Kudu Facts

Kudu Facts
Kudu is a type of an antelope. There are two species of kudu: Lesser Kudu and Greater Kudu. Both of them live in areas characterized by dense bushes or in the forests. Kudu can be found in eastern and southern parts of the Africa. Although local people hunt them for their meat and horns (which are used as music instruments, containers for honey or as a symbol of the male potency), they are not listed as endangered species.
Interesting Kudu Facts:
Kudus usually reach 4 to 5 feet in height. Males are larger than females: they have 495 to 787 pounds, while females have 396 to 517 pounds.
Kudu is easily recognized by its long, spiral horns. They can reach 72 inches in length, making 2 ½ twists.
Both species of the kudu have white lateral stripes and spots on their body. They can be bluish gray, grayish brown or colored like rust. Also, both species have mane on a dorsal (back) side of the body, which follows the line of the spine.
Characteristic coloration of their body provides protection against the predators. When kudu sense a danger, it becomes motionless. Its body color blends with the environment and predators cannot recognize it easily.
Kudus are hunted by lions, leopards and wild dogs. Cheetah, pythons, eagles and smaller wild cats often prey on young kudus.
Besides predators and humans, kudus are susceptible to the rinderpest virus, which eliminated large number of kudus during several epidemics in the past.
Kudu is herbivorous animal (eats only plants) which consumes mainly grass, roots, leaves, fruits and tubers.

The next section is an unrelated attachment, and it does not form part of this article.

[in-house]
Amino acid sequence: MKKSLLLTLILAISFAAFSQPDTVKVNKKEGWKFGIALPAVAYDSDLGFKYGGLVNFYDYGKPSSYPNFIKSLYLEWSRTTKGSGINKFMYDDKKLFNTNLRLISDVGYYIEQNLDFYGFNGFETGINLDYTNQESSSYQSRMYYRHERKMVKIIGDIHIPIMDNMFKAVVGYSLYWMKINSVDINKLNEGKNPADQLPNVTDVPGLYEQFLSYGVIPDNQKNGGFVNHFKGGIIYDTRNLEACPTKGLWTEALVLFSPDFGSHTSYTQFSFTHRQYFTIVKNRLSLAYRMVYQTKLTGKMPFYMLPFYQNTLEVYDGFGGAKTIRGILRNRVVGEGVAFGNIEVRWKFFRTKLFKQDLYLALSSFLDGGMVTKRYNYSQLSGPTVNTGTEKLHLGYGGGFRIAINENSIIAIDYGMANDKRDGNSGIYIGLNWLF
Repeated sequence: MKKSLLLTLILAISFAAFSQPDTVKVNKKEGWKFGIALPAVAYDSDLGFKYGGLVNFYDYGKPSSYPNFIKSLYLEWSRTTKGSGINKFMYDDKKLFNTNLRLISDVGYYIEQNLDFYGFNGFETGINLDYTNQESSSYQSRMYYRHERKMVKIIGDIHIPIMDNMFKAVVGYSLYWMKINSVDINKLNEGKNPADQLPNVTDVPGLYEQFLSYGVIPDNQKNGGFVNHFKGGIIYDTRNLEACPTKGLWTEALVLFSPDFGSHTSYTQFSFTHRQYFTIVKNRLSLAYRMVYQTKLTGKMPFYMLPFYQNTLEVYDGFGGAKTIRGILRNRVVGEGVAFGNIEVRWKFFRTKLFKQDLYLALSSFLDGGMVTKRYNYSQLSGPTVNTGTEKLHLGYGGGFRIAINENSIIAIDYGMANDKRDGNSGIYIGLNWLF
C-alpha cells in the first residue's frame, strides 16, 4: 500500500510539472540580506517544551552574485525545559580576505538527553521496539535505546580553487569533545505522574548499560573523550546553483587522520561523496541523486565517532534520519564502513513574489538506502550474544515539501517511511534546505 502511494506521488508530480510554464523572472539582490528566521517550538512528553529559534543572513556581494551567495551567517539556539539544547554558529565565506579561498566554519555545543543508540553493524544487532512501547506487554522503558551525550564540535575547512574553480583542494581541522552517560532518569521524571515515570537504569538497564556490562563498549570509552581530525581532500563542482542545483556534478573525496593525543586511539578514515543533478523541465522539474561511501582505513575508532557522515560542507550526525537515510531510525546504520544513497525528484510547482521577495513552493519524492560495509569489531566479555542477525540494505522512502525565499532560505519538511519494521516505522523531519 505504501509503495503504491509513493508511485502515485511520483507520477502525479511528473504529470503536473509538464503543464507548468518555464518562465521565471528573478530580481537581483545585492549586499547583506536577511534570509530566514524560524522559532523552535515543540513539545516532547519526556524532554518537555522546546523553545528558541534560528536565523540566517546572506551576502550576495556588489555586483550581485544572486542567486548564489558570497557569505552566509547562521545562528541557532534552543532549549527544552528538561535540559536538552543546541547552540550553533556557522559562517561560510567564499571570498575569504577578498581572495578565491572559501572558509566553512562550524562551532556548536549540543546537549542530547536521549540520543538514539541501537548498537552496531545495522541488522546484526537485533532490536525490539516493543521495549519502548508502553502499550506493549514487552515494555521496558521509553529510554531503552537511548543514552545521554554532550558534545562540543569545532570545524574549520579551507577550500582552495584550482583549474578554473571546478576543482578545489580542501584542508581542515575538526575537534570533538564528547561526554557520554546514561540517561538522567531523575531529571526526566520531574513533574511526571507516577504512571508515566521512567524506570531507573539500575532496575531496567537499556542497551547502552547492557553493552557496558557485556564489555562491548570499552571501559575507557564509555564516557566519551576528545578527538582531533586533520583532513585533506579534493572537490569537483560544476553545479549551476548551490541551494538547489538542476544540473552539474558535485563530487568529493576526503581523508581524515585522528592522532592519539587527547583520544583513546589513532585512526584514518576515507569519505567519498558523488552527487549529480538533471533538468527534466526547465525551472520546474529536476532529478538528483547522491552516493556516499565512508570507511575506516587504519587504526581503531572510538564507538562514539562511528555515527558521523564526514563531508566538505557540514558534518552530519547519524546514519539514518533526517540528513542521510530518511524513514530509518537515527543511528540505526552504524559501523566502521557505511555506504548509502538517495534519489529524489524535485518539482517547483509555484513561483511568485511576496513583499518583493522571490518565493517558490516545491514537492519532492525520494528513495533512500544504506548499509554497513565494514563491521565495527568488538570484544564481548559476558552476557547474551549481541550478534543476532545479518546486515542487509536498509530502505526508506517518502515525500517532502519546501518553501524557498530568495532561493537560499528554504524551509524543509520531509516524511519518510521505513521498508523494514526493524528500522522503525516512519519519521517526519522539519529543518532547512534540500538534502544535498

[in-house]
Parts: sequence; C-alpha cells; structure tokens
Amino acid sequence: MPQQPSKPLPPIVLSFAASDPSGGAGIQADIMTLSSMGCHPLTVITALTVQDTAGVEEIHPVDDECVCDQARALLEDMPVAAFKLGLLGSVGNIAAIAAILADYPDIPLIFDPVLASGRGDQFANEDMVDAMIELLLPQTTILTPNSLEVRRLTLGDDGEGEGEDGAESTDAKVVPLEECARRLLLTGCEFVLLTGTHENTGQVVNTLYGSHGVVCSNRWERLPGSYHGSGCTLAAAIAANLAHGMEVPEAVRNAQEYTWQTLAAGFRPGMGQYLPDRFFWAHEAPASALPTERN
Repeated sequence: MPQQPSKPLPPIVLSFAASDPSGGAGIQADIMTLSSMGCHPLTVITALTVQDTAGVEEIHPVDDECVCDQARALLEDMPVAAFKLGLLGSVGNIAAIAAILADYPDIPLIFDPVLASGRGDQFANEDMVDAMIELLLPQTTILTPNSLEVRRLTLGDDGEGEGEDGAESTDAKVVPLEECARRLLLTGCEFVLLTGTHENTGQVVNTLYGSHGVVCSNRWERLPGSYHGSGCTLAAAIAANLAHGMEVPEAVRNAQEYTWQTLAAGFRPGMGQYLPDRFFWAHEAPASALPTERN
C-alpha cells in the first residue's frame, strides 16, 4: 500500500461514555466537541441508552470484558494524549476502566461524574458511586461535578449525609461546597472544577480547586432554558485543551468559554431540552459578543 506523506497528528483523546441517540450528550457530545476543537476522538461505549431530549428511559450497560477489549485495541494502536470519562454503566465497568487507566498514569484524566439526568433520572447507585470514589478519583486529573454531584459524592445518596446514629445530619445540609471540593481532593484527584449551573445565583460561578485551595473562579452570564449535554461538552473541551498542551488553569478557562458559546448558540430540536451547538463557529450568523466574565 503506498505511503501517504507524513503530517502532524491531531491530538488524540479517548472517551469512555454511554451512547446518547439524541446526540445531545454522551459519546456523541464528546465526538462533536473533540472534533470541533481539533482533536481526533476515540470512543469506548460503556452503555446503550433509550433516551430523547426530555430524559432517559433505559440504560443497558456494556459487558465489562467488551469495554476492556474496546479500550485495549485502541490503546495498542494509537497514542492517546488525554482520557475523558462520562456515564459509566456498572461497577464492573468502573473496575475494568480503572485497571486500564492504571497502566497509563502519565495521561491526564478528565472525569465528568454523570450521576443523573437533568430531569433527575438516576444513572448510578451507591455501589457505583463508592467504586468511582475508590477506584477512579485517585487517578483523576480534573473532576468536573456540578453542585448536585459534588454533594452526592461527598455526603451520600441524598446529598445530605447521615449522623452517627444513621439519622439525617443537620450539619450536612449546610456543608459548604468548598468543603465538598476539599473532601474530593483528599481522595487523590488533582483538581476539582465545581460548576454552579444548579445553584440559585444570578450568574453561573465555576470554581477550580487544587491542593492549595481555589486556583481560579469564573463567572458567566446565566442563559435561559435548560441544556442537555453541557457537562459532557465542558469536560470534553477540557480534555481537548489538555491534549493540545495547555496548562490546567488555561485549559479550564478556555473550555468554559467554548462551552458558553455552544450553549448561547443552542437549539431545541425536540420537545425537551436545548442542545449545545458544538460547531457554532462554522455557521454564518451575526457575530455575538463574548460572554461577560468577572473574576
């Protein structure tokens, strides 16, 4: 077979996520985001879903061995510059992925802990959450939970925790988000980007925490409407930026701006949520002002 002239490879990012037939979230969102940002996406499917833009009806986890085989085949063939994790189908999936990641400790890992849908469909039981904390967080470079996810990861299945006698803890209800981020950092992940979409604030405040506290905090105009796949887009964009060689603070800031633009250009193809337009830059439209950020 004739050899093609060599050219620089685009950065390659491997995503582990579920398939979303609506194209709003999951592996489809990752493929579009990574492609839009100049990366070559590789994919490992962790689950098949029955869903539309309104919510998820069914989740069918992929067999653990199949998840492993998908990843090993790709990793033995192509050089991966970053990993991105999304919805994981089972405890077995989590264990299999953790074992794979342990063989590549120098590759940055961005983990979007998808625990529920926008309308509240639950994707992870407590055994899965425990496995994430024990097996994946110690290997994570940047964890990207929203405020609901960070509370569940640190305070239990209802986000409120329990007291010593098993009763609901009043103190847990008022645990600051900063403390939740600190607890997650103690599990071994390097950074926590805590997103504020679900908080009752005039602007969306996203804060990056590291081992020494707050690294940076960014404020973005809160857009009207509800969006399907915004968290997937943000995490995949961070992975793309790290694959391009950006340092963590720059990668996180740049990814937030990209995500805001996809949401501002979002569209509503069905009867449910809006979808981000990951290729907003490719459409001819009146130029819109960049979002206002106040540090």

Kudu can survive long period without water. Part of the moisture can be compensated by the food rich in water, such as wild melon.
Kudu is one of the loudest antelopes. It produces gruff like barking sound which is used for communication.
1Male kudus usually live solitary life or rarely form bachelor groups that travel together. Dominance in the group is established via fight. It may end up fatally for both participants if their horns lock together, preventing kudus to separate from each other. Dominance can be displayed by positioning the body sideways (body looks bigger) in front of the other males.
Females live in the small groups composed of adult females and their offspring. Groups usually have between six and ten members.
Mating season starts at the end of the rainy season. Pregnancy lasts eight months and ends with a single baby. Female leaves the group and isolate herself and the baby for the next couple of months.
First four or five weeks of the life, young kudu spends lying in the grass. After that, calf starts to follow its mother during short period of time each day. At the age of three to four months, young kudu follows its mother all the time. When calf becomes able to follow its mother constantly, they will return back to the herd.
Young kudus grow rapidly and they are able to take care of themselves as soon as they turn six months.
Kudu lives 7 to 8 years in the wild and up to 23 years in the captivity.

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